There exists a lack of access to available funding, resources, programs and services to meet the particular needs of farmers in Kansas. The impact of years of neglect from federal programs, none of the programs historically have effectively addressed their concerns.
The newly formed Kansas Black Farmers Association was an example of people coming together around a common interest. The fact that this project was able to proceed given the distractions of the formation of the KBFA around the litigation, was a feat in itself.

The Nicodemus mill provided an opportunity for the Historic site to produce a value added product with their unique label that represents the African American face in agriculture. For the first time, the farmers had a value-added product to display to the world the contributions that African American farmers make to the agricultural industry in the Midwest. The farmers were able to showcase their flour and pancake mixes to the visitors to the National Park Site and the community. Park Site visitors were given educational talks and interactive activities to learn about the Nicodemus farmers and the historic Site. Dr. Gail Myers, noted anthropologist in the field of African American farming history presented the opening talk at the Annual 2001 Homecoming Celebration. The bread recipe was developed and products were baked from the milled flour. Descendents from all over the country attended the Annual Homecoming Celebration on July 2001, and purchased the products. The research to identify a national distributor for the bread did not materialize in this grant cycle however there are plans to pursue for future activities.

With the assistance of the National Park Service and a marketing plan for the value added products, i.e. flour, pancake, bread, the trajectory looks promising that the Nicodemus farmers and residents can pursue a path of sustaining community for the next 100 years of their Homecoming Celebrations.

Economic Analysis

The total grant was $83,965; $40,165 the first year and $43,800 the 2nd year. The project spent $3900 for the LaMilpa Mill. Sales from flour and pancake mixes were approximately $3000. Over the past 4 years, donations from the pancake breakfasts in the community continue to trickle in. The existence of SARE funds gave birth to the KBFA believing that they could produce something that added value to their products. The real benefits from this mill, the creation of the Afronic label, and the products created may not be realized within the grant cycle.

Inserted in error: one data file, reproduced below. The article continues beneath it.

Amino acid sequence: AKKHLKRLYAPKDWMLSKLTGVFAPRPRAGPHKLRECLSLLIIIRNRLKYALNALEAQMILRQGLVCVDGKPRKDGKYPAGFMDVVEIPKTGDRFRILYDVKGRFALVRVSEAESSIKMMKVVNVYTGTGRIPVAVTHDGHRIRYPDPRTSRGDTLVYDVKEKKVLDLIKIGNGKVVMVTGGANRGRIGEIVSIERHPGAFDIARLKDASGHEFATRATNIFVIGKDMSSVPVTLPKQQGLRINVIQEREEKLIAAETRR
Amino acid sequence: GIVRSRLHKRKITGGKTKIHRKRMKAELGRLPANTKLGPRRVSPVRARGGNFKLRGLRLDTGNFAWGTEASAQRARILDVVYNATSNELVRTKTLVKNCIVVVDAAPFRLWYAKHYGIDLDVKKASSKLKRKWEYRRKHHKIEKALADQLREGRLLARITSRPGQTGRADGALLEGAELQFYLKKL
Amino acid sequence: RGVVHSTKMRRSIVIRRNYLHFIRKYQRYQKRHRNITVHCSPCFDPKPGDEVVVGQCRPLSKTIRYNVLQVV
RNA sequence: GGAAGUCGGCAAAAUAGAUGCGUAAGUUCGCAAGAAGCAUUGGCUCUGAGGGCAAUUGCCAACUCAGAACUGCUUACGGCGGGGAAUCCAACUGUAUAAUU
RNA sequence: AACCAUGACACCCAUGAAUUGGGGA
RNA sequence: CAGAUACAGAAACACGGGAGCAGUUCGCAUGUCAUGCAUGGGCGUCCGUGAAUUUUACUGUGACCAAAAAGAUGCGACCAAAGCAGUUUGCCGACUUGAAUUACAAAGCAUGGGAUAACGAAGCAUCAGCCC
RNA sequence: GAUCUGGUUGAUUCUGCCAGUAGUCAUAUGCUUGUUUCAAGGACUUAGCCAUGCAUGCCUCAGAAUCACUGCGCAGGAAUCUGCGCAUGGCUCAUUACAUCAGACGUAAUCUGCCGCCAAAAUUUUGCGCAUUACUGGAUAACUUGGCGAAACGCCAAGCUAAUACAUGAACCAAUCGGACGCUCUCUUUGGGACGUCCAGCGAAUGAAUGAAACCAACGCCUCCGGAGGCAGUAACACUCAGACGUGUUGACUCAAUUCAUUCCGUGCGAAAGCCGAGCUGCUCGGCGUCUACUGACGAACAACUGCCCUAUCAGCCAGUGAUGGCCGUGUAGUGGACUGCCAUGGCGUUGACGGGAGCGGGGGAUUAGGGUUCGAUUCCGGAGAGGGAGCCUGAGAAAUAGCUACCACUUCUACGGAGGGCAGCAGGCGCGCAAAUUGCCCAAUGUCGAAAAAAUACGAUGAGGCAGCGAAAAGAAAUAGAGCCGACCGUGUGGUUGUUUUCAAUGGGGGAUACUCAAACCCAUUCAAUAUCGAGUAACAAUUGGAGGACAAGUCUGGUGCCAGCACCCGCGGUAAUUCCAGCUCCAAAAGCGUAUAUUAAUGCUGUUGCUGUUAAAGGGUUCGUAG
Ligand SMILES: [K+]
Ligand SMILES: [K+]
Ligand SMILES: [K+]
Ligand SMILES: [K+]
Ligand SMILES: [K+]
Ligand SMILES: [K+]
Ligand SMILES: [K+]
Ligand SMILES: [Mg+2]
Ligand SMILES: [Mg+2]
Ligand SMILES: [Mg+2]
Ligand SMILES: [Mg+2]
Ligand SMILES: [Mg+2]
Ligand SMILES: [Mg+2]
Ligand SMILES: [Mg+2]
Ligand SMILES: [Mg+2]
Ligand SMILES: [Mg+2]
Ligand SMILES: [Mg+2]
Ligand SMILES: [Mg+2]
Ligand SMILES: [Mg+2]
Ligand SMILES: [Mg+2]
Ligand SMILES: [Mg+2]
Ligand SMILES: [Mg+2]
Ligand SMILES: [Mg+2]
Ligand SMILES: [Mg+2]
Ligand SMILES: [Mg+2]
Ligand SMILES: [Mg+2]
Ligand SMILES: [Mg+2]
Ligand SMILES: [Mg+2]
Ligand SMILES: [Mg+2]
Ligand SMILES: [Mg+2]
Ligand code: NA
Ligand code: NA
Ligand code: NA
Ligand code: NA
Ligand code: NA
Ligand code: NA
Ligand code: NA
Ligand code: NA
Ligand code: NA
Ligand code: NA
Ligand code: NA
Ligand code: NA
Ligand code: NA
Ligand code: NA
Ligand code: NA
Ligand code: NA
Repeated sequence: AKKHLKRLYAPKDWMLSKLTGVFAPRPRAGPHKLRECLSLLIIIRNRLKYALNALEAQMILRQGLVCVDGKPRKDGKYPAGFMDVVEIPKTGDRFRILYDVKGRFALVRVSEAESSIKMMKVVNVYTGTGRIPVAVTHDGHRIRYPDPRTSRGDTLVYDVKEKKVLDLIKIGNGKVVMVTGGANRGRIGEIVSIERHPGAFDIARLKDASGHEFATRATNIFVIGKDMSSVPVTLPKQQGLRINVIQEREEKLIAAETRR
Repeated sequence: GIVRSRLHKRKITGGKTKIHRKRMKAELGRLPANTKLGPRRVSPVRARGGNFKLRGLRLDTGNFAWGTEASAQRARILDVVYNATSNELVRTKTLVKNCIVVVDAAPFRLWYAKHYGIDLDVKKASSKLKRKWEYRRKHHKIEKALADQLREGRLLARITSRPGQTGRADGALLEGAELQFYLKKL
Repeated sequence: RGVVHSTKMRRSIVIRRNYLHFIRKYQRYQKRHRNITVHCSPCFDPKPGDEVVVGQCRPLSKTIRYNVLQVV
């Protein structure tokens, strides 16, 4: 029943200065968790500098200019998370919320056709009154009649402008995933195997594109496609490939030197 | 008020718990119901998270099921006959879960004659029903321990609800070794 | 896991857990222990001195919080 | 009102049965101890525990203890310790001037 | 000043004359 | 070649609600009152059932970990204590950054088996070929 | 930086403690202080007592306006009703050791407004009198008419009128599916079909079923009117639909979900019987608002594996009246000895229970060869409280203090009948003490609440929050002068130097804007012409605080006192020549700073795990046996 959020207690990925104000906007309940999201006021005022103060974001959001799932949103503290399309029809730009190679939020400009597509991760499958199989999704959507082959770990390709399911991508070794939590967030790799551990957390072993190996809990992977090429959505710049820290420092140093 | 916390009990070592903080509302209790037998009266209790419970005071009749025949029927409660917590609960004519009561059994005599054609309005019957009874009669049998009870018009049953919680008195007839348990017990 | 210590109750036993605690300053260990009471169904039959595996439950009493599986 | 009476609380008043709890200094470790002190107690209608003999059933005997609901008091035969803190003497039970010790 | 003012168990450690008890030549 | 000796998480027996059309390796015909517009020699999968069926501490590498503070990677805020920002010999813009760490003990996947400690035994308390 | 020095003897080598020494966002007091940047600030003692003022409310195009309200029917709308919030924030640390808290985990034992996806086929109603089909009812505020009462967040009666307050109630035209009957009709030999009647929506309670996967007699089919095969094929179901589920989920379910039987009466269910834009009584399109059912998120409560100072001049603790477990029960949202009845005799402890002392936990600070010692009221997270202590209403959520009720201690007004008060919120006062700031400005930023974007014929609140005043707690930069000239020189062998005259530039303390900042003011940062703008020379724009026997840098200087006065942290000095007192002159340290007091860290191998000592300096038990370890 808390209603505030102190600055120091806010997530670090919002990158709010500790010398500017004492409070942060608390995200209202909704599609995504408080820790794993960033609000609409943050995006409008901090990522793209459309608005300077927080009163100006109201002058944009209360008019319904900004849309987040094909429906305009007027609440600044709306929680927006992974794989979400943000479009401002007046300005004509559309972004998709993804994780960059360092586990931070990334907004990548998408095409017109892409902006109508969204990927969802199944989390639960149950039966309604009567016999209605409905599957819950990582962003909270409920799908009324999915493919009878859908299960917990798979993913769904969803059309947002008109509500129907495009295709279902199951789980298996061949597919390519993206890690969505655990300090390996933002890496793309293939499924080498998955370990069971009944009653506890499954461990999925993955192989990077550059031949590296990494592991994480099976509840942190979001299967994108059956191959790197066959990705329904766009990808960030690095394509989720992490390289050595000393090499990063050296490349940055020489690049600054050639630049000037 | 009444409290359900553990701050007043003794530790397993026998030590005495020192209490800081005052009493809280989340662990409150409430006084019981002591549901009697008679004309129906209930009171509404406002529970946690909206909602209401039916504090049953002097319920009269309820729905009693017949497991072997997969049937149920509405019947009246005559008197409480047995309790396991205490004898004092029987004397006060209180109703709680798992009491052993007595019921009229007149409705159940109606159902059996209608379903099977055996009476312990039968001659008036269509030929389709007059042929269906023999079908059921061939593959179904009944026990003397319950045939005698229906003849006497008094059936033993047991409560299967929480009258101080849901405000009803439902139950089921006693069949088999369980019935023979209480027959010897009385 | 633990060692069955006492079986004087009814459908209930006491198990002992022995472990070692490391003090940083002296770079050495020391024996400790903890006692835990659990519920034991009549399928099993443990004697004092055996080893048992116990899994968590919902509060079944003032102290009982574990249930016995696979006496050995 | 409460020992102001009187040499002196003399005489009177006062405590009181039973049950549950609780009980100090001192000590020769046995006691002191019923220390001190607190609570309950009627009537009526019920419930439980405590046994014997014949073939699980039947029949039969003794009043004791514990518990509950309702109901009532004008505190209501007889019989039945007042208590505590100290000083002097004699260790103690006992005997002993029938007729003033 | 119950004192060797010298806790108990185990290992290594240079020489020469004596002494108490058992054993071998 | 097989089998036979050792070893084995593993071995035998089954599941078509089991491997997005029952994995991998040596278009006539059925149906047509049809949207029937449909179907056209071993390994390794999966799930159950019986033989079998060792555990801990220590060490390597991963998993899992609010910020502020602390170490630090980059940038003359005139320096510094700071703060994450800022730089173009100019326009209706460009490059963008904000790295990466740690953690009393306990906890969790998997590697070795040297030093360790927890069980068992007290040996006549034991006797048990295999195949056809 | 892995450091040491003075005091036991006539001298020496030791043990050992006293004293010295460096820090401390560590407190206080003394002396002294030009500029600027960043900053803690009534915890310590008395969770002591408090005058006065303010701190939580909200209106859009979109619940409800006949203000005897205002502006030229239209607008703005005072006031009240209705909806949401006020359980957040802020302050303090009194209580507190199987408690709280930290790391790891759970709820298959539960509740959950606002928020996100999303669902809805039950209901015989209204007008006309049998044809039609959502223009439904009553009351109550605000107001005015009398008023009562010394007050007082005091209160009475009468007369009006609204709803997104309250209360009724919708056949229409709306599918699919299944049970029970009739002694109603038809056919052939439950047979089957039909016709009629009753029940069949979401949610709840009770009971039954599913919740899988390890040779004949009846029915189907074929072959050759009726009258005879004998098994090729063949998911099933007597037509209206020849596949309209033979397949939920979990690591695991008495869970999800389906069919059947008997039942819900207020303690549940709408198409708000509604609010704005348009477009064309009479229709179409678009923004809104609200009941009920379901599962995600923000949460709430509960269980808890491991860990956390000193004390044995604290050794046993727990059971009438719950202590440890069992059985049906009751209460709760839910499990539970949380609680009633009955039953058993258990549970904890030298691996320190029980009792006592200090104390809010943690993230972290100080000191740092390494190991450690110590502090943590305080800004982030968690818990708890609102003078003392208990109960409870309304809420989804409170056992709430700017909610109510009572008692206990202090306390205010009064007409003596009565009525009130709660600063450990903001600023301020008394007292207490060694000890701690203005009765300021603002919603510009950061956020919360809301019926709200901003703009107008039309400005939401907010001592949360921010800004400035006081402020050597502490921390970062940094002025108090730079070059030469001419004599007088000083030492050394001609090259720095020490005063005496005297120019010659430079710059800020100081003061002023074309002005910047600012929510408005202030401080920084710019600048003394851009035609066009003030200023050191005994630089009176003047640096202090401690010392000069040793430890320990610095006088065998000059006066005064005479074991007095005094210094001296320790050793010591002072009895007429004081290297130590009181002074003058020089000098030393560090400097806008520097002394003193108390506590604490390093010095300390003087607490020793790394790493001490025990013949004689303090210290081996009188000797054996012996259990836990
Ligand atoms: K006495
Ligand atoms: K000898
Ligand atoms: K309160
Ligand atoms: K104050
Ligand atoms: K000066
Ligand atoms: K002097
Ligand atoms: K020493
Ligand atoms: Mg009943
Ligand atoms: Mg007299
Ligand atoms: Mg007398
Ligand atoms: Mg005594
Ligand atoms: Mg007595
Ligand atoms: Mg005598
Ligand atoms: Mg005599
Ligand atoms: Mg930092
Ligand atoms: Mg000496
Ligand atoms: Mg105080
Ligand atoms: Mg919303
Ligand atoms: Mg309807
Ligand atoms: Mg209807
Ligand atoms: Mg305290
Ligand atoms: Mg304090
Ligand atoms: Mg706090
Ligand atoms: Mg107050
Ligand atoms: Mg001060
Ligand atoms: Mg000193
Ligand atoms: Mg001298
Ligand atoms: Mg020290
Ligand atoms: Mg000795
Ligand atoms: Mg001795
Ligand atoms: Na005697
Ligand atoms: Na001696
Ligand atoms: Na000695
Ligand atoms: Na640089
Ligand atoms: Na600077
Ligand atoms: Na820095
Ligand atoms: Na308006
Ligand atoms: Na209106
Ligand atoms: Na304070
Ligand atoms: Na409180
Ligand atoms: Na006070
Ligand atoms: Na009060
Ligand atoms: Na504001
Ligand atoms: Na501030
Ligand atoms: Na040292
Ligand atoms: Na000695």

Farmer Adoption

Based upon the measurement methods, the project achieved most of the goals and objectives set forth in the proposal. When asked how the project benefited them, the farmers responded that the project was “Still in the working stage,” another farmer indicated that the effort “Showed a potential for a viable business in Nicodemus [for which] maybe a reason for descendants to move back. Other farmers said that “It gave us the knowledge that we can increase profits in the Nicodemus community” and “Brought attention to existence [of Nicodemus]. Five farmers maintained the wheat cooperative by providing high quality wheat for the flour and pancake mix. The SARE grant provided the opportunity for the farmers to begin to break the threshold of dependence on brokers.

Participation Summary

Educational & Outreach Activities

Participation Summary

Education/outreach description:

Several news articles published in local papers about the mill and the Nicodemus Flour Cooperative.

Project Outcomes

Recommendations:

Areas needing additional study

However, there were areas within the implementation of the program that need improvement.

1) Mill needs a home. The arrangement was not permanent and no permanent home exists.
2) Rotation of meeting location could have been more central to maintenance initial members.
3) Hold regional meetings between all locations and monthly meetings for those near each other in the state.

More support might be leveraged to market and create more demand for the products so that there is greater visibility of the Nicodemus farmers and the legacy of the farming history they have sustained.

Any opinions, findings, conclusions, or recommendations expressed in this publication are those of the author(s) and do not necessarily reflect the view of the U.S. Department of Agriculture or SARE.